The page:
know what was happening to her and in her fear she began banging on her desk
for help. By the time staff members arrived she had begun to regain her
composure when another seizure and another and another took over her body and
her speech. She said she was completely terrorized as she felt bile coming up
through her throat. Teresa knew she was dying and she was only 43 years old.
She was taken immediately to a local hospital where she seized again in the
emergency room waiting to be seen.
scans, MRIs and a brain biopsy confirmed Teresa had a cancerous brain tumor,
Astro 3, known as a fast growing brain cancer. Doctors explained to Teresa that
it had begun to grow in her brain 10 years previously. Normally the message
from the brain would have been for the cells to stop growing, however, in this
case, the cells continued to grow as if she were carrying a baby in her head.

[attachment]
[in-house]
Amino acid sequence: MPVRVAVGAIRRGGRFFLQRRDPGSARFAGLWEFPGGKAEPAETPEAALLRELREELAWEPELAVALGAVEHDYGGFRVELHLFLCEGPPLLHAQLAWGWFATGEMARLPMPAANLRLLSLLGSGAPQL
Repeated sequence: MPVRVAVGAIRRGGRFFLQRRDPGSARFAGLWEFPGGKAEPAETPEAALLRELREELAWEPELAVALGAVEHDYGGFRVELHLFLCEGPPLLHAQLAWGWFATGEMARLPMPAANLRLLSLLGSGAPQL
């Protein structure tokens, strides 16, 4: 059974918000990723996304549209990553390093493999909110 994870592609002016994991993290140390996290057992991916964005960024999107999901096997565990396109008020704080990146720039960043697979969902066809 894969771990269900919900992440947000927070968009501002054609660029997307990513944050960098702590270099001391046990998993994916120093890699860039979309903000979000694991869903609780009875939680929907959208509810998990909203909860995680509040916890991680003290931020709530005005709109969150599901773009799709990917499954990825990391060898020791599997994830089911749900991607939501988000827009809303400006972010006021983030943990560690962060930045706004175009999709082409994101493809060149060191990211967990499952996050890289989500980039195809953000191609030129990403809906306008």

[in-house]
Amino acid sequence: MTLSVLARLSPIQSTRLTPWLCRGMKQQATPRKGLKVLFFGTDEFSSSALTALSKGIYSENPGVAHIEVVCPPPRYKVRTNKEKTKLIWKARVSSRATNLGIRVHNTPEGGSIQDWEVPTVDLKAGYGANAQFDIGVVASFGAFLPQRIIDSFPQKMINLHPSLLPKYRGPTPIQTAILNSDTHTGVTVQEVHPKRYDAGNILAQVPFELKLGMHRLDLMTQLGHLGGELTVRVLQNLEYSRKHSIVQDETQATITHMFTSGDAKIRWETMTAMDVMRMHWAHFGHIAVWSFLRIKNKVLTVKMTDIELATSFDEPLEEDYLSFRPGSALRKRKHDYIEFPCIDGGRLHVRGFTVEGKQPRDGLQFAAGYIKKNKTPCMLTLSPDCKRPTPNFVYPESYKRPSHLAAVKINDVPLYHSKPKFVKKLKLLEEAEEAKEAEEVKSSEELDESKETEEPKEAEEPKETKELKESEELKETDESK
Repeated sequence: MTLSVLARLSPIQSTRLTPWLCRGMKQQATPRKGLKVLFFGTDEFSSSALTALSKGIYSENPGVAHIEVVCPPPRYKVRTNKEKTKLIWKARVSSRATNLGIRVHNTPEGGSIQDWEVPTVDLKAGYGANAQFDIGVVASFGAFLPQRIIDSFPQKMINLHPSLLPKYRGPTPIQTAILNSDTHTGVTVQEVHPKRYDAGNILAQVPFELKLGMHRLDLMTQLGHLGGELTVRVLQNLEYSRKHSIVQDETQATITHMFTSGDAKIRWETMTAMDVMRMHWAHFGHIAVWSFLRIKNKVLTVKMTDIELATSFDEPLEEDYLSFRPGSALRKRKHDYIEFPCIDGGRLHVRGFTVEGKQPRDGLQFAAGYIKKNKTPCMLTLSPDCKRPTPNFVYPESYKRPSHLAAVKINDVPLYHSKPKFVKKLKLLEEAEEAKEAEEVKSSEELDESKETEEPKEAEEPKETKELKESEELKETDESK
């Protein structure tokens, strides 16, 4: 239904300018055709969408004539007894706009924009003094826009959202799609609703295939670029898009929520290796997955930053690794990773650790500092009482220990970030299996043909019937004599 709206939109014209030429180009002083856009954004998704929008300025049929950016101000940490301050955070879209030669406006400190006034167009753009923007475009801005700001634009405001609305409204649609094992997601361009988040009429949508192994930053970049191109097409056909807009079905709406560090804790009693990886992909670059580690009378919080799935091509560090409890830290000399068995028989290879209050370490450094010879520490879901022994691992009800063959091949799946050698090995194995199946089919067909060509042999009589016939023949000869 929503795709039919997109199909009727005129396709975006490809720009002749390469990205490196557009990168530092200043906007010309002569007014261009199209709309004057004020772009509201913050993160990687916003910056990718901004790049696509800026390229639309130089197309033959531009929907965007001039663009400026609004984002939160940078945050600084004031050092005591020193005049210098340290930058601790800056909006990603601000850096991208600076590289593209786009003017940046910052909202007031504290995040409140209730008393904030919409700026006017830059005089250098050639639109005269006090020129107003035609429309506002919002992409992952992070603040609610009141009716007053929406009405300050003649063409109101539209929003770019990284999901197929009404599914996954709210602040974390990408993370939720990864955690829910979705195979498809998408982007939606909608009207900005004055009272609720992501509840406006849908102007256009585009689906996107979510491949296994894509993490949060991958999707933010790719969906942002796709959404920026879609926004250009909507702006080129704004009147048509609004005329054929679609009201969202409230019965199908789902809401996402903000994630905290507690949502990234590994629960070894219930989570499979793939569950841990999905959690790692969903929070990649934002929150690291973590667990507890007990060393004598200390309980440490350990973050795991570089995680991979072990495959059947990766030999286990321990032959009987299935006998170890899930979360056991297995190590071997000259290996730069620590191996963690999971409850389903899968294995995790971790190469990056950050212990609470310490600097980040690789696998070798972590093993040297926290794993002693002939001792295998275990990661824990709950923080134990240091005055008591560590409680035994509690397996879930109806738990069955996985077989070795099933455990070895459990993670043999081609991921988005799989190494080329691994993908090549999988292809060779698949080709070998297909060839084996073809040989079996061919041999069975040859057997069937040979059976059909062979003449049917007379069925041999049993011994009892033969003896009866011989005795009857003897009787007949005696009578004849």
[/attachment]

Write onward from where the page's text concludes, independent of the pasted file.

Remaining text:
The messages are carried through the DNA and this is why, without a miracle,
the tumor will grow back again. Initially she was set up for a craniotomy;
however, because of the location of the tumor, and the strong possibility of
her being paralyzed on her left side, the doctors in Virginia refused to
perform the surgery at the last moment. In her forthright way, Teresa made an
instant decision as only she could do, to immediately move back to Seattle
where she had originally come from. She had previously worked at the University
Washington Medical Center for 18 years and still had connections
Teresa said as her family members
and friends began to arrive in Virginia and she began packing up her
belongings, a million thoughts and emotions went through her mind. The first
was denial that any of this was actually happening and couldn't be fixed, then
raging anger that she was too young to die and, "Why me? Why now?" In her
heart, she knew her time was short. She couldn't live alone and was going to be
forced to live with her mother who would have to feed her and help her do the
most basic activities. She could no longer drive and her fierce independence
had just been ruthlessly taken from her. She was headed directly into an abyss
of the unknown. Teresa was about to enter major upheaval to include intensive
surgery and loss of a lucrative career she had spent her entire life building.